Nebraska Global, Hudl leaders talk business-building at YPG event
Young entrepreneurs, students and professionals from the Lincoln business community were all ears when the Entrepreneurship Committee from Lincoln’s Young Professionals Group put on its latest event at the Raikes School on the campus of the University of Nebraska-Lincoln. John Wirtz, COO of Hudl, interviewed Steve Kiene, managing director of Nebraska Global, and Kiene talked about his background, startup experience and tips for new entrepreneurs.
Matt Sherman, owner of Three Pillars Media and a member of the YPG's executive council, welcomed the group and explained why the Entrepreneurship Committee puts on these events. “We try to put on a lot of entrepreneurial events like this, basically around the idea of the culture of entrepreneurship in Lincoln," Sherman said. "We try to get different entrepreneurs together to network, to learn, especially from guys like tonight.”
"I can do better than this"
Kiene, who started his first company at age 17 and sold it at 21, experienced a life-defining moment shortly after that sale, when he was working for another company. The company had a bad quarterly report, and management called for layoffs.
“The afternoon they let people go, I was walking down the hallway to go talk to one of my friends there, and I see him walk out of his office carrying a box with all his stuff — he got let go," Kiene recalled. "And I remember feeling horrible, (thinking) 'What is he going to tell his wife and his new baby? He doesn’t have a job and can’t pay the bills now.' And I just remember being really angry. I just remember thinking that this isn’t the right way to treat people. And at that moment I thought, 'I can do better than this. I can build a software company to be better than this.' ”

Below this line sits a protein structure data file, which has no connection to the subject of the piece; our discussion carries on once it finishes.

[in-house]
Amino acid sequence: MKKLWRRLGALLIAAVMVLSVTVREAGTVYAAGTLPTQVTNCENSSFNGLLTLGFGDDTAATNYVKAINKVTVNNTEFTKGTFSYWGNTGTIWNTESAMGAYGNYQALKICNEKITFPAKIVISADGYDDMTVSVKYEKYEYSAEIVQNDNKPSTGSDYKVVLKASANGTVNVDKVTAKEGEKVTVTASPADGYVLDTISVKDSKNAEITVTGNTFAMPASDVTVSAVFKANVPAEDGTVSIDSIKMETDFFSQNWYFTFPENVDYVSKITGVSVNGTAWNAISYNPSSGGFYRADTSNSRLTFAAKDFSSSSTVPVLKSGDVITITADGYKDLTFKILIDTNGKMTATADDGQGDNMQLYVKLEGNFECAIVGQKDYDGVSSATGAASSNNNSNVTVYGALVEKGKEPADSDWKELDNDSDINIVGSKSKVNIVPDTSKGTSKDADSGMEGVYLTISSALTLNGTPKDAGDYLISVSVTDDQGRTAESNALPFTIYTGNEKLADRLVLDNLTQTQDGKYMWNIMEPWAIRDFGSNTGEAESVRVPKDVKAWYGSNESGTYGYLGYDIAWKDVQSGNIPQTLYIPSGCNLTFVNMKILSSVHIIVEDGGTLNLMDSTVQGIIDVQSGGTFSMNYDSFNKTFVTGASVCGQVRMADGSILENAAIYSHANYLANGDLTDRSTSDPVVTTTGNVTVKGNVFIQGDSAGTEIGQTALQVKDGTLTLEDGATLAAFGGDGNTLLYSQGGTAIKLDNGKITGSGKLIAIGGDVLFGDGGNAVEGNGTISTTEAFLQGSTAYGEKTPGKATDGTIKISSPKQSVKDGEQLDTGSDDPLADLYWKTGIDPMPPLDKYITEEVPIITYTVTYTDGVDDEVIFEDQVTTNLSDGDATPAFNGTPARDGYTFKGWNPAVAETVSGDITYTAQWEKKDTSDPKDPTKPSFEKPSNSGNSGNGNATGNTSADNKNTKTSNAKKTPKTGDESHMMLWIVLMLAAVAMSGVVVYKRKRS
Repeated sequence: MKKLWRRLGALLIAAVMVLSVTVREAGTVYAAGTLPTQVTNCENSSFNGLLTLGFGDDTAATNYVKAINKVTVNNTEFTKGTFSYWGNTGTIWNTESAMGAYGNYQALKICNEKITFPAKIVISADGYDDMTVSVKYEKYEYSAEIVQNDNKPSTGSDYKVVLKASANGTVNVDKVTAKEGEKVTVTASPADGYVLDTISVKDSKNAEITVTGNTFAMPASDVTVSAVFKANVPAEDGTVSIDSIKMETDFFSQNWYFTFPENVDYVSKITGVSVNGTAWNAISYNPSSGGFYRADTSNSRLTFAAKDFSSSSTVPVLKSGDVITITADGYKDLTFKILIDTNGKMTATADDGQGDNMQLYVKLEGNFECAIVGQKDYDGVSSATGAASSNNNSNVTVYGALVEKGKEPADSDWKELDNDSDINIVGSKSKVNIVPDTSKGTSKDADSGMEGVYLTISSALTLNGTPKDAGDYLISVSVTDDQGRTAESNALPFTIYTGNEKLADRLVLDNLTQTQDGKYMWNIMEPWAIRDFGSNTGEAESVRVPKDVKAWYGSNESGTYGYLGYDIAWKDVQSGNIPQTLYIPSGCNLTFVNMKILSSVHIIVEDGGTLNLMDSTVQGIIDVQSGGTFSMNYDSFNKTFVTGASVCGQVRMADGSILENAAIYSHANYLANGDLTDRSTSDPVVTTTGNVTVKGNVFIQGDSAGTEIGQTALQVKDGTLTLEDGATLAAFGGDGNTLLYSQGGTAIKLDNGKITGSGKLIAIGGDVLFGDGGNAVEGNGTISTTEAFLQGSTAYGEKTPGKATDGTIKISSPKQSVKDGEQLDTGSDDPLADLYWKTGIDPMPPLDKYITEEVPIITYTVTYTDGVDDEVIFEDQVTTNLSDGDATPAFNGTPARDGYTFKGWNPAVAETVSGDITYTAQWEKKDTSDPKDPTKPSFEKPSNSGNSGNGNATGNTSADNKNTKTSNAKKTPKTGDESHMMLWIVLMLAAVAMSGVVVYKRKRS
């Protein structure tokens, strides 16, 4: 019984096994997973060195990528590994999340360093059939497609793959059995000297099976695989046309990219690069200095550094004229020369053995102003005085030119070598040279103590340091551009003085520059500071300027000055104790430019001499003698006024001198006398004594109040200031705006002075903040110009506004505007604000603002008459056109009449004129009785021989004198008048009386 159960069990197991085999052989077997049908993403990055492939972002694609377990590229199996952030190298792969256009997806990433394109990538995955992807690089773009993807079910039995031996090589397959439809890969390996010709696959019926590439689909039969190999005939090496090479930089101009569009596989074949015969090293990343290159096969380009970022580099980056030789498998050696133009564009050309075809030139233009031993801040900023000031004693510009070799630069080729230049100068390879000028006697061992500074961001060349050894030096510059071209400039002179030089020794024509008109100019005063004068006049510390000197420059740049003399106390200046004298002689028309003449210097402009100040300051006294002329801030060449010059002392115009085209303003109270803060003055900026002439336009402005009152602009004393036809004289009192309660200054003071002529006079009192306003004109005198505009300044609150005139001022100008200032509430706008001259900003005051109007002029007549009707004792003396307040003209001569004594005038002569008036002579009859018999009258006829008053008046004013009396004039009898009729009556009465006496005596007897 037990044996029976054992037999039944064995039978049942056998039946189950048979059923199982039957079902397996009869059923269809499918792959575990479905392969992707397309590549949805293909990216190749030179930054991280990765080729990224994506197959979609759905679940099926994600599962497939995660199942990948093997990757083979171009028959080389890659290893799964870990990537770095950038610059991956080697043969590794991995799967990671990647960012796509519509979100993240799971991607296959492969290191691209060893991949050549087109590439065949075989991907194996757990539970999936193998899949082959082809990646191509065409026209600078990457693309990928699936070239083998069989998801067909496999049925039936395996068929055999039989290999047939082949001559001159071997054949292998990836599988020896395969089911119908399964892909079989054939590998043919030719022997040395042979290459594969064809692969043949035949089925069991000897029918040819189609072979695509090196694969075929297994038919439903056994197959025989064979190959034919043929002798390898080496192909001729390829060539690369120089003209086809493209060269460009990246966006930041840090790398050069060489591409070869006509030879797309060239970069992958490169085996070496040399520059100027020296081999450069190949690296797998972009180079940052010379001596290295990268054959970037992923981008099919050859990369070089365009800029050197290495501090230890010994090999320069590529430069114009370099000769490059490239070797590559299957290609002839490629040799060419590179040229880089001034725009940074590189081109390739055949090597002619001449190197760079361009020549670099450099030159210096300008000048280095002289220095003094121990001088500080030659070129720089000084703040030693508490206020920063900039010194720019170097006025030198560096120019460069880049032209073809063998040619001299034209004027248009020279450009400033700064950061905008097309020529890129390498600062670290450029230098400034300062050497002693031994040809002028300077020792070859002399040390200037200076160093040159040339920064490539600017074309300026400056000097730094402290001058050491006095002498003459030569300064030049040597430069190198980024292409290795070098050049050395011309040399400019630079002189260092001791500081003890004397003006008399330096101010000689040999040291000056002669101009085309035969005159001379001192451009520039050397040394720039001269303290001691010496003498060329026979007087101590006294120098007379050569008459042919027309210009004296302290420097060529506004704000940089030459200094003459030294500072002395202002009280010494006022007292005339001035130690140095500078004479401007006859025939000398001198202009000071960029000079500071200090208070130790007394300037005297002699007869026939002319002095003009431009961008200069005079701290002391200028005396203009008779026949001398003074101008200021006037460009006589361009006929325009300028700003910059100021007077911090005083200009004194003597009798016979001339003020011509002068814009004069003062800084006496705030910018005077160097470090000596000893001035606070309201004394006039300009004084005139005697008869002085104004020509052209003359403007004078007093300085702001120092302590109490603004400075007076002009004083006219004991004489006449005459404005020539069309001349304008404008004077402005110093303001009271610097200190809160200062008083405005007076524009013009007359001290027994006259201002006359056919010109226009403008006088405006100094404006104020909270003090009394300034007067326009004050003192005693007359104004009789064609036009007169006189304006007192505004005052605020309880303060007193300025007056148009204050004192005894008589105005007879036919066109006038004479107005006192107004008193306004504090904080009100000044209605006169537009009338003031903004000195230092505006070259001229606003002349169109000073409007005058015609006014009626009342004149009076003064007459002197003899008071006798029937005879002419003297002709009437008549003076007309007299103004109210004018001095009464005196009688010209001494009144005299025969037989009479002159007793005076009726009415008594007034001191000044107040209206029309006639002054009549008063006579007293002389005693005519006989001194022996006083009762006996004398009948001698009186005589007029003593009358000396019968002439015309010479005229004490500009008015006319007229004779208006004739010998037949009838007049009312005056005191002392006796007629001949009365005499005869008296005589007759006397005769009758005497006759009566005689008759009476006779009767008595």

The YPG event was held on April 27 in the Kauffman Center at the Raikes School of Computer Science and Management. Photo by Kate Ellingson.
Kiene founded MindVision, a software company specializing in delivery systems for Windows and Macintosh, in 1987. Over the years when employees asked about stock options, Kiene always had the same answer: "When we’re worth something, then we’ll work something out. But giving you stock options in a private company really is giving you something that’s pretty much worthless."
MindVision and eSellerate were sold to Digital River* in 2006, and Kiene kept half of the money and gave the other half to the employees. “It pretty much worked out that every employee got an amount from the sale that was equal to their total amount that they had earned in salary since they had started for me," Kiene said.